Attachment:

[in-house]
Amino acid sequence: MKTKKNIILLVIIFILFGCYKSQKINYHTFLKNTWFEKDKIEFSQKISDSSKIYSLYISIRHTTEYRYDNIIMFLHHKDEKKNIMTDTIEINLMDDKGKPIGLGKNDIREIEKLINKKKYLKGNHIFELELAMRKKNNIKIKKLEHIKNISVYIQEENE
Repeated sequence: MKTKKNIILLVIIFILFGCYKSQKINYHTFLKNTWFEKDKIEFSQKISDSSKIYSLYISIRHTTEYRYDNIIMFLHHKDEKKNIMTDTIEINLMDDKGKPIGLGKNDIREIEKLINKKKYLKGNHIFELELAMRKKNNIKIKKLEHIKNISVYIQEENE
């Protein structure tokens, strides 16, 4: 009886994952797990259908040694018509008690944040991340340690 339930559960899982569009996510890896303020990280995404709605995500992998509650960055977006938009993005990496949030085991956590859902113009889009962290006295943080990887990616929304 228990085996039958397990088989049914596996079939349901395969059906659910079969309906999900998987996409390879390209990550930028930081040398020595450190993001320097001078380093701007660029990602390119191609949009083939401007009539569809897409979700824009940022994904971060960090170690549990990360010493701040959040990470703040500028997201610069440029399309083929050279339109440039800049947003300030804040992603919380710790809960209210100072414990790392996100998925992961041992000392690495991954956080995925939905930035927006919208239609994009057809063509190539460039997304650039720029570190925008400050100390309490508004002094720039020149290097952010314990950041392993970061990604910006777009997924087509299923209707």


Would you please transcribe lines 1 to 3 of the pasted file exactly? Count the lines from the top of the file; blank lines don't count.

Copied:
[in-house]
Amino acid sequence: MKTKKNIILLVIIFILFGCYKSQKINYHTFLKNTWFEKDKIEFSQKISDSSKIYSLYISIRHTTEYRYDNIIMFLHHKDEKKNIMTDTIEINLMDDKGKPIGLGKNDIREIEKLINKKKYLKGNHIFELELAMRKKNNIKIKKLEHIKNISVYIQEENE
Repeated sequence: MKTKKNIILLVIIFILFGCYKSQKINYHTFLKNTWFEKDKIEFSQKISDSSKIYSLYISIRHTTEYRYDNIIMFLHHKDEKKNIMTDTIEINLMDDKGKPIGLGKNDIREIEKLINKKKYLKGNHIFELELAMRKKNNIKIKKLEHIKNISVYIQEENE